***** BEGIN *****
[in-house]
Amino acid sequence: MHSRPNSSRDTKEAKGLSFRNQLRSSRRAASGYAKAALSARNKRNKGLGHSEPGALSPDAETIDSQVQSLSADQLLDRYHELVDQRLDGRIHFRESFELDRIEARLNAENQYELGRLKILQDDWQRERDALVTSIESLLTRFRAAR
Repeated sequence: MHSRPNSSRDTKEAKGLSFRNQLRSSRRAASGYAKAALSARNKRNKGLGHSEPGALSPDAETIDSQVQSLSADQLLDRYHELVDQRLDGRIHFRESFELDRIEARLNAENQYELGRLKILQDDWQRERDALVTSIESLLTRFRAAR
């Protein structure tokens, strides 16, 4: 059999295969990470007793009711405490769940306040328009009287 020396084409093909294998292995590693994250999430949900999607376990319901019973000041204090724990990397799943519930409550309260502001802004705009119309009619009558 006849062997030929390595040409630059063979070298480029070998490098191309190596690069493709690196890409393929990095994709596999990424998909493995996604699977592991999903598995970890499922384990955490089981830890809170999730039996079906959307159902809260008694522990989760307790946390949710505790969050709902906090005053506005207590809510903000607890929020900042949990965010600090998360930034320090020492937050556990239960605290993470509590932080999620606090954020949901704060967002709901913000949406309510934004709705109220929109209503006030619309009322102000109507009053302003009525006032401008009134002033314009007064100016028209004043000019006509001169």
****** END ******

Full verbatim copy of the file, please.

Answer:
[in-house]
Amino acid sequence: MHSRPNSSRDTKEAKGLSFRNQLRSSRRAASGYAKAALSARNKRNKGLGHSEPGALSPDAETIDSQVQSLSADQLLDRYHELVDQRLDGRIHFRESFELDRIEARLNAENQYELGRLKILQDDWQRERDALVTSIESLLTRFRAAR
Repeated sequence: MHSRPNSSRDTKEAKGLSFRNQLRSSRRAASGYAKAALSARNKRNKGLGHSEPGALSPDAETIDSQVQSLSADQLLDRYHELVDQRLDGRIHFRESFELDRIEARLNAENQYELGRLKILQDDWQRERDALVTSIESLLTRFRAAR
């Protein structure tokens, strides 16, 4: 059999295969990470007793009711405490769940306040328009009287 020396084409093909294998292995590693994250999430949900999607376990319901019973000041204090724990990397799943519930409550309260502001802004705009119309009619009558 006849062997030929390595040409630059063979070298480029070998490098191309190596690069493709690196890409393929990095994709596999990424998909493995996604699977592991999903598995970890499922384990955490089981830890809170999730039996079906959307159902809260008694522990989760307790946390949710505790969050709902906090005053506005207590809510903000607890929020900042949990965010600090998360930034320090020492937050556990239960605290993470509590932080999620606090954020949901704060967002709901913000949406309510934004709705109220929109209503006030619309009322102000109507009053302003009525006032401008009134002033314009007064100016028209004043000019006509001169």